It’s an intersection of football, pop culture, social media and politics, and on Sunday, we’ve all got a front-row seat.
The relationship between pop superstar Taylor Swift and Kansas City tight end Travis Kelce will be on full display at one of the most-watched television events of the year as the Chiefs take on the San Francisco 49ers in Super Bowl LVIII.
Their romance (and Swift’s appearances in NFL stadium suites) have dominated social and traditional media over the past several months and have even been a popular talking point for in-game broadcasters.
“I think people are really into it because they seem to come from different worlds, though I don’t know that they necessarily do,” says Dr. Brent Cottle, Pop Culture instructor and chair, General Arts and Science at Lethbridge College. “Swift has been very open about her past relationships, and they’ve all come from a similar sort of world – actors or people from popular music – but Kelce is different, and people are fascinated with it.”
Add to the mix political partisanship, emerging conspiracy theories to explain their romance, and social media platforms that give fans, more than ever before, a sense of connectedness, and it’s easy to see why the relationship has captured the attention of the masses, he says.
While sports purists may scoff at the spectacle (and bemoan broadcast coverage of the singer at Chiefs games), Cottle says the NFL itself is likely happy with the extra attention it’s getting from Swifties and anyone else curious about the couple.
“They’ll take any fans they can get,” he says. “The Super Bowl is kind of an example of that because everybody, even if they aren’t watching the game, will eat and drink and hang out with friends and watch the advertisements and the halftime show. It’s like an unofficial national holiday, even in Canada.”
Dr. Kevin Smith, dean, Centre for Business, Arts and Sciences, follows the NFL and is a dedicated Green Bay Packers fan. He says it’s almost impossible to avoid the hype surrounding Swift and Kelce as, “the buildup to any Chiefs game is now whether Swift will attend rather than the usual analysis.”
On the plus side, he says, “my daughter and I now have a shared interest to talk about, as I try to explain the rules of football to her.”
Another reason for the NFL to embrace the current media attention, according to Cottle, is that it’s distracting people, if only temporarily, from the issues that are constant in football today – violence and the effects of violence.
Cottle, whose research has explored how NFL broadcasts can disassociate fans from the violence of the game, says spectators don’t fully understand how rough it is because they see so much of it through a television screen. As part of his research, Cottle travelled to several NFL games earlier in his career and asked players for their thoughts on how technological advances have affected the game and viewers’ interpretations of the images they see on TV.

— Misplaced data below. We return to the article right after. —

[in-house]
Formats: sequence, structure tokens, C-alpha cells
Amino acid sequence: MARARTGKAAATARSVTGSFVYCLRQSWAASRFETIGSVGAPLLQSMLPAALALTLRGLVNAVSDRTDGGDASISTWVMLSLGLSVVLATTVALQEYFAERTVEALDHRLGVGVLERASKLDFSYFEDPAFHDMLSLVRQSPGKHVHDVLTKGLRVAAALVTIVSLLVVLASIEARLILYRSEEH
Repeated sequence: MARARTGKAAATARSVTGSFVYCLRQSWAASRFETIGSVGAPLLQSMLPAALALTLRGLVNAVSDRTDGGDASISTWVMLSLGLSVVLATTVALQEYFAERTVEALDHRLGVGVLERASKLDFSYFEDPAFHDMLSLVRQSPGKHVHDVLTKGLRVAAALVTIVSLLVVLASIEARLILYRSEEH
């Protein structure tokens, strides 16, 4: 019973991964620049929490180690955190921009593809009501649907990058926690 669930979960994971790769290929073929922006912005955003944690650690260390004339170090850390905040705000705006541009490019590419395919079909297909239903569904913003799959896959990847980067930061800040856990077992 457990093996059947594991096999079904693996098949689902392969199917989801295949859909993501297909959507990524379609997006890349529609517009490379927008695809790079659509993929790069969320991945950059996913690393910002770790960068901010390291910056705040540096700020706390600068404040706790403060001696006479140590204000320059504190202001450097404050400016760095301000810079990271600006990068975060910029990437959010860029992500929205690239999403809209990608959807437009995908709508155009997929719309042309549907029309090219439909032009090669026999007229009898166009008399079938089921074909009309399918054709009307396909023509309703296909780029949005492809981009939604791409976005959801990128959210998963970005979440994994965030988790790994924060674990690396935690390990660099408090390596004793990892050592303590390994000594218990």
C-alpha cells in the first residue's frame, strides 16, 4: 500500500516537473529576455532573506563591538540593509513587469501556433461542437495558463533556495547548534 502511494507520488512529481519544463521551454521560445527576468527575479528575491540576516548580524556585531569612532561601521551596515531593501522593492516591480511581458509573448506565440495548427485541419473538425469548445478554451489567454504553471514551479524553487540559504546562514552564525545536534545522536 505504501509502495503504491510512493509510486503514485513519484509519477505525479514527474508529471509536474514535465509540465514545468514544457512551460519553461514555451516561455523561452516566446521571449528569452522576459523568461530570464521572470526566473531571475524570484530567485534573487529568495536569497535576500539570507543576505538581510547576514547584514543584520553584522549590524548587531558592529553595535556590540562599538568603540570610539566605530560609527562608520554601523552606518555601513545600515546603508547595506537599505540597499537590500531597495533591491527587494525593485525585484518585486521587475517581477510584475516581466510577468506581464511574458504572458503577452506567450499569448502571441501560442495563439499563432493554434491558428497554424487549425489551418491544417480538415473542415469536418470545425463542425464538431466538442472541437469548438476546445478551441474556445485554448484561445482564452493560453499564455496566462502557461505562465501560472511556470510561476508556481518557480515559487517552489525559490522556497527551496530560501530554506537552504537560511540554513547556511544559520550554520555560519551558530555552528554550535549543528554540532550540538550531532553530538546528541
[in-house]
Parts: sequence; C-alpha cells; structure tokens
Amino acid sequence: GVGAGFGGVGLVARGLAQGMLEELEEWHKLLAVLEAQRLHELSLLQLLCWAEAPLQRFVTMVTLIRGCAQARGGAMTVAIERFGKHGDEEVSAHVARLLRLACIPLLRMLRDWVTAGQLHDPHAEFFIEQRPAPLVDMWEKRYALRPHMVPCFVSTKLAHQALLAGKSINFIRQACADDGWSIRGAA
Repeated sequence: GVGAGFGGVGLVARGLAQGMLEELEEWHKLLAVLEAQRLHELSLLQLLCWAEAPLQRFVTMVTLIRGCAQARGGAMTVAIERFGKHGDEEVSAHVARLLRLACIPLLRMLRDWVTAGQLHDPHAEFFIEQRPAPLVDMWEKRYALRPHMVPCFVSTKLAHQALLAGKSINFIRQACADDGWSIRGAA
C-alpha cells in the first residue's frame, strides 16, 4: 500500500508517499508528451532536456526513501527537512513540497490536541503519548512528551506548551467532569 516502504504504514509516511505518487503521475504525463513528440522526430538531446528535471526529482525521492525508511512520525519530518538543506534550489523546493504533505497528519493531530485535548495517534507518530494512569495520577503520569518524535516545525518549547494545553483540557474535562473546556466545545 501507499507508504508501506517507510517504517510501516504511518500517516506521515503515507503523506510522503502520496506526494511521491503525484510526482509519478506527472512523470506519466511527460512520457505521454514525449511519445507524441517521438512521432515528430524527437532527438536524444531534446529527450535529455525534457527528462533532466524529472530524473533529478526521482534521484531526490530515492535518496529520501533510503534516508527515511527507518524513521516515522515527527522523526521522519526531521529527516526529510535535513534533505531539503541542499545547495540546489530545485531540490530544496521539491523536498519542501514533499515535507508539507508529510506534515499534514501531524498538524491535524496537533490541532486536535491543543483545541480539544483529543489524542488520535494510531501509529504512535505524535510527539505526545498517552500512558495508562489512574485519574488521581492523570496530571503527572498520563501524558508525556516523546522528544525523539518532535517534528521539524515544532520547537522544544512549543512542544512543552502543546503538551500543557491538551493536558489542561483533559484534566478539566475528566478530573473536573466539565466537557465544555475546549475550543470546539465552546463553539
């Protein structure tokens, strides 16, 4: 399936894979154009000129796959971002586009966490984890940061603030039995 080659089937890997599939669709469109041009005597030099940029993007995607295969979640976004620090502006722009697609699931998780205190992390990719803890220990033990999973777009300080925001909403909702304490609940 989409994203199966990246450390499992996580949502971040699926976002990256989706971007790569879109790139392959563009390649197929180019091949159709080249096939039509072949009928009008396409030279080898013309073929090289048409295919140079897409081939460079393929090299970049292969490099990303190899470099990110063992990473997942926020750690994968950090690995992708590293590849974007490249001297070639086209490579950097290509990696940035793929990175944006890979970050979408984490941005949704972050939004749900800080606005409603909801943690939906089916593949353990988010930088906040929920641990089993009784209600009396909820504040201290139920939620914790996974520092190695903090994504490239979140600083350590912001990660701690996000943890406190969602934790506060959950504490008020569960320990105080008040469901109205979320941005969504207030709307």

“Roy Williams, who was a receiver for the Dallas Cowboys, said to me, ‘I wish there was a movie of me getting up on a Monday morning, and just how many aches and pains I have,’ but instead everybody gets this really slickly produced, really interesting, really dynamic video of what’s happening,” says Cottle. “I think that’s one of the reasons the NFL likes [the attention from the Swift - Kelce relationship] … this big pop cultural moment distracts people from thinking about whatever effects the game might have.”
It’s so distracting that a game to crown the champion of the biggest professional sports league in North America is about to be played in Las Vegas – the entertainment capital of the world – and the athletes’ achievements (including Kelce’s) are a secondary story.
“I feel slightly sorry for him,” says Smith. “Media have tended to overlook the fact that Travis Kelce is one of the best players of all time at his position.”
Even Super Bowl-related headlines, like Chiefs quarterback Patrick Mahomes vying for his third championship, or 49ers quarterback Brock Purdy (picked last in the 2022 draft and dubbed “Mr. Irrelevant”) making the final in his second season, have taken a backseat to the couple’s relationship, or as Cottle puts it, “North America’s biggest media spectacle.”
As for Sunday, Cottle insists he doesn’t have a favourite NFL team and just wants to enjoy a “really close game” while taking in the hype that is Super Bowl – the halftime show, the 30-second commercials that cost about $7 million each, and new to the fold this year, sightings of Taylor Swift.
Smith will also be watching. He says, “I only cheer for the Packers, but there are some teams I will always root against. I’m not biased — I don’t care who beats the 49ers.”